The third and last panel featured a presentation by Andrew McCarthy of his essay “The Jihad in Plain Sight.” McCarthy made his central point by drawing a contrast: On the one hand, the left is adamant that the American citizens have all of the information they need to wage a war on obesity, smoking, alcohol, etc. Laws must be passed so that restaurants post calorie counts. Cigarette packages and alcohol containers must contain harsh warnings. But on the other hand, the left has worked hard to refashion the concept of jihadism into “an internal struggle for personal betterment, a key tenet of the Religion of Peace,” and a concept rooted in good works in society. We are to ignore the fact that millions of Muslims view jihad as a forcible, military-type conquest, and that the jihadist project “is to remove all barriers to the establishment of Shariah.”

McCarthy protests: “The mortal threat we face is jihadism, which is caused by Islam no less than obesity is caused by high calorie counts, lung cancer by smoking cigarettes, birth defects by imbibing alcohol during pregnancy, and countless lesser risks to our well-being by pathologies our benevolent bureaucrats compel us to confront remorselessly, without any concern that we might be misunderstood as crusading to rid the world of food, or alcohol, or tobacco.” He concluded his remarks with the observation that “we did not react seriously in attempting before 9/11 to prosecute [the enemy] into submission when he attacked again and again. And we are not serious if we believe now that we can define [in the essay, he writes ‘democratize’] him out of existence.”

A key point from his essay was not included in his remarks: In contrast to the American left, Islamic radicals do understand what’s at stake in this war. They view freedom – beginning with free speech – as a threat to Islam and their tyrannical culture of suppression that upholds it. “That’s why [they’re] fighting so hard,” McCarthy wrote.

Judge Robert Bork response tied together some of the themes of all three Bradley Symposium panels as well as its overarching theme, the power of ideas. He began by noting that while ideas are crucial, “they must be implemented in many cases by force,” which is what we’re going to have to realize to confront jihad.

What ideas can help us in this effort? Certainly not traditional religion; we’ve become a secularized country, and secularism is “unlikely to produce the kind of fighting spirit or morale that you need to face the jihad.” The idea that we’re to pursue happiness as Americans also won’t help us, Judge Bork went on. “People for whom comfort and convenience are the meaning of life do not want to think about dangers that are growing but rarely impinge upon their personal, daily lives,” he said, bringing Hanson’s essay to mind. Finally, Bork lamented that more than a few bad ideas seem to have a lot of power: The demise of the socialist theoretical framework “required that the anger find new outlets, and environmentalism was the perfect candidate because it is socialism under another name.” Diversity, multiculturalism, and a “grievance mentality” are all bad ideas. And transnationalism has already invaded our Constitution in that Supreme Court justices have relied upon foreign law or UN resolutions in making decisions.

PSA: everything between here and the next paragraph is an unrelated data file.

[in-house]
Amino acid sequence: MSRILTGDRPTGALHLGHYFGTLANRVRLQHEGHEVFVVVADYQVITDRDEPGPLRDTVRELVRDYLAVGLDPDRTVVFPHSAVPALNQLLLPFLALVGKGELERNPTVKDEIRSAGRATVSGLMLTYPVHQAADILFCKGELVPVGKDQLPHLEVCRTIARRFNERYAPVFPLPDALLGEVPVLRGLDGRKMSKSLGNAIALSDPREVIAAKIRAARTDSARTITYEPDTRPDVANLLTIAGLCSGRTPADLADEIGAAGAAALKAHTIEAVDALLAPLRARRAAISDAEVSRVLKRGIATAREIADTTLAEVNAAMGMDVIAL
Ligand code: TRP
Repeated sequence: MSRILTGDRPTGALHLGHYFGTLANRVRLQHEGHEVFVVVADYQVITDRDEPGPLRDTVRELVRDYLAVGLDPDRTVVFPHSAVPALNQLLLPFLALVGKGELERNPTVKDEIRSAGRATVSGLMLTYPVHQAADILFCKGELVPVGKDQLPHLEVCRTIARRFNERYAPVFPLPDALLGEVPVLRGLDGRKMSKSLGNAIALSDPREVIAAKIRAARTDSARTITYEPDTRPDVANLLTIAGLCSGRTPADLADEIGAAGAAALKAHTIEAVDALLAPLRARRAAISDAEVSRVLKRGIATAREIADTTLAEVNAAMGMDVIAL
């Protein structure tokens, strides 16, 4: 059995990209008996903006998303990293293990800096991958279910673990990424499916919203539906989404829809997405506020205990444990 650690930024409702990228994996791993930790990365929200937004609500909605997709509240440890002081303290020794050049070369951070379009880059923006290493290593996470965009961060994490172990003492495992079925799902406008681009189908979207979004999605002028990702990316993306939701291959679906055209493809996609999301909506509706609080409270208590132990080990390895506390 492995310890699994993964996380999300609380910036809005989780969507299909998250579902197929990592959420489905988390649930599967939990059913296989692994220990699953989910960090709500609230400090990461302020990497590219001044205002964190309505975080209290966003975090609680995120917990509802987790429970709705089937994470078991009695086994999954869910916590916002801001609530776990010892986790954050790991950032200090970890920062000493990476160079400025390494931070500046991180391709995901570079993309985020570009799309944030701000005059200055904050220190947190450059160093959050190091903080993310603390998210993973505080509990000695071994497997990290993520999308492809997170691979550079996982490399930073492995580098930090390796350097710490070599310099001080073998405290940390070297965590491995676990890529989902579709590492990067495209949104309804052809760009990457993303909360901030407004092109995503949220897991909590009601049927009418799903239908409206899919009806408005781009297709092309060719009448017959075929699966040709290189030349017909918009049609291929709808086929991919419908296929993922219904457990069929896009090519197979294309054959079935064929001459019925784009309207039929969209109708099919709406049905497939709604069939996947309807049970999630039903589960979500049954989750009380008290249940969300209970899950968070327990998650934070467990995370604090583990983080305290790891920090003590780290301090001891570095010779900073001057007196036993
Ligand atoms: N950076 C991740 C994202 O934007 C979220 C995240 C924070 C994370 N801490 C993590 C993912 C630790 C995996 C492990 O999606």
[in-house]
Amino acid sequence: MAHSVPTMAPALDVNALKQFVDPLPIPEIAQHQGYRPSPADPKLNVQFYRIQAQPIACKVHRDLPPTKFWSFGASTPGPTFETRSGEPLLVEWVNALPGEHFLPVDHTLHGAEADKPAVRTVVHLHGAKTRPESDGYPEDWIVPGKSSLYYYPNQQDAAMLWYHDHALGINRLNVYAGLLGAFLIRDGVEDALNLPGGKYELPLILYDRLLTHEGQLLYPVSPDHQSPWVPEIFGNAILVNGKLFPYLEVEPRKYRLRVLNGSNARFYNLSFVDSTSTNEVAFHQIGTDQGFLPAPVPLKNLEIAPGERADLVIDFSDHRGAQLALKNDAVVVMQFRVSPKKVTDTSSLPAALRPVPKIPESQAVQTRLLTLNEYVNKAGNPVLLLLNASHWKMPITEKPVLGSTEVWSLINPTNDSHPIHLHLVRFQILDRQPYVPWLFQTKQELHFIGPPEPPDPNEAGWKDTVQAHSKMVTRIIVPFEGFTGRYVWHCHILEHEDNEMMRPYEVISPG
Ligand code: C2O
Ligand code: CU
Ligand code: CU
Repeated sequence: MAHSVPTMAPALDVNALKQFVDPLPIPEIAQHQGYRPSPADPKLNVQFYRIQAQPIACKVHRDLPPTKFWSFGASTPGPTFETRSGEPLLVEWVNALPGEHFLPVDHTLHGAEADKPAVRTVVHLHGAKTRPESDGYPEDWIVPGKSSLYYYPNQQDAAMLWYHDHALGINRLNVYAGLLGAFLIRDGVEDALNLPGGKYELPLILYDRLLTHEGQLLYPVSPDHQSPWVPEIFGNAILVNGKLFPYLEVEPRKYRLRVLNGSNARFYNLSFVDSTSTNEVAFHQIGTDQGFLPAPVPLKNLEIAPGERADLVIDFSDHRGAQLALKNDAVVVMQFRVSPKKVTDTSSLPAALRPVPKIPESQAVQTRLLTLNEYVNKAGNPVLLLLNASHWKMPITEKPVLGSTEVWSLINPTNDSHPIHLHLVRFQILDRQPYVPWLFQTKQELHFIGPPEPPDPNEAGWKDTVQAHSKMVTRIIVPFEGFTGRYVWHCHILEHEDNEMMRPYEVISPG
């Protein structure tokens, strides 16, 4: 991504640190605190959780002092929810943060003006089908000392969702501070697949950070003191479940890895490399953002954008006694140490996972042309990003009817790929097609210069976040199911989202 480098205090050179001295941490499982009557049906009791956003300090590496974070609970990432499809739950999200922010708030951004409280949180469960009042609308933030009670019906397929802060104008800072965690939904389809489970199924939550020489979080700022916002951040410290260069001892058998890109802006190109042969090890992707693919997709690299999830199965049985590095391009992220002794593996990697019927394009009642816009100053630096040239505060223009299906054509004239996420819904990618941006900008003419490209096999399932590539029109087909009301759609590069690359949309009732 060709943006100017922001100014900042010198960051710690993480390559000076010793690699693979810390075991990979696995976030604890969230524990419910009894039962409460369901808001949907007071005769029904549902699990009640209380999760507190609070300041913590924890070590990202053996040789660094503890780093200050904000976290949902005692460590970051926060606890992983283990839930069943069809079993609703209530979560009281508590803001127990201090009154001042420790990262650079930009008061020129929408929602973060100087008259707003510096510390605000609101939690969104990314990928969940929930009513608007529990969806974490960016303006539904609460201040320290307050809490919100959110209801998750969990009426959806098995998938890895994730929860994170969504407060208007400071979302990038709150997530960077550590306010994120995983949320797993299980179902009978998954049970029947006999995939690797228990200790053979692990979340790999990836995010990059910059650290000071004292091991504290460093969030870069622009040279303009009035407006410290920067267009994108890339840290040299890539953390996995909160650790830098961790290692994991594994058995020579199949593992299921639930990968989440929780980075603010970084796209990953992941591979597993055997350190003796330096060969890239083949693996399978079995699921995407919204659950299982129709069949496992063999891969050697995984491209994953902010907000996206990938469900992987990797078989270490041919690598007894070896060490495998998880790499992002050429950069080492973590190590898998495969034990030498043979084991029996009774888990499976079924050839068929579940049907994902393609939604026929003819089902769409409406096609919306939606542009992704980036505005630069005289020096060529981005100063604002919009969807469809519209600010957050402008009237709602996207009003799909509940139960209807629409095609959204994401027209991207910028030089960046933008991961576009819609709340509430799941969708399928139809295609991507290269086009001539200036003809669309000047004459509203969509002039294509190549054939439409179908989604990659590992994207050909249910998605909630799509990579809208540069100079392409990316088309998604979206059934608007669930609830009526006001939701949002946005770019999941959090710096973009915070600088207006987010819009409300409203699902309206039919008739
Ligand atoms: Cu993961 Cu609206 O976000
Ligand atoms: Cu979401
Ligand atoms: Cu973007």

Bork concluded by observing, “The society we are becoming …is going to have the utmost difficulty in waging a war without tiring and perhaps losing what we value in the West.” Bagehot, he went on, wrote that “the characteristic danger of great nations like the Romans or the English, which have a long history of continuous creation, is, that they may at last fail from not comprehending the great institutions which they have created.” This is the danger we face. Encounter and the New Criterion and National Review and others are fighting on an intellectual level, but that’s only part of the war, Bork said in closing.

Moderator Roger Kimball commented that if there is a tendency for liberalism to create a vacuum, we Americans need to recapture, reanimate, and resuscitate certain core values in order to prevail. Andrew McCarthy agreed that even our success in the war against terror is “much more about us than it is about the enemy.” What do we ultimately think of ourselves? The enemy is convinced that they will win.

The discussion turned back to our efforts to define and combat the threat posed by radical Islam, but along those lines McCarthy pointed out that a change in the way we interpret the First Amendment in the 1960s and 1970s makes a legal response much more difficult now than it would have been back then. One can no longer criminalize being a member of an organization like the Communist Party or al-Qaeda. Judge Bork chimed in that it should indeed be criminalized, and that the Supreme Court has prevented it from being a crime.

Questions were posed by Mark Krikorian, Juliana Pilon, Hillel Fradkin, and Nestor Forster. Other notable attendees included Ramesh and April Ponnuru and Irving and Bea Kristol.

IN THE MEDIA

Roger Kimball’s introductory remarks to the symposium were published in the July 21, 2008 issue of The Weekly Standard (“Ideas in Battle”).

Symposium Presenters Interviewed – Video Online
Just after the symposium on June 4, 2008, Pajamas Media’s Roger L. Simon interviewed symposium presenters Victor Davis Hanson and Andrew McCarthy and moderator Roger Kimball on the perils of conservative publishing.

FURTHER INFORMATION

The Bradley Symposium is an annual discussion convened by Hudson Institute’s Bradley Center. Information and documents from past Bradley Symposia can be accessed by clicking here. To request further information on these events or the Bradley Center, please contact Kristen McIntyre at (202) 974-2424 or email Kristen.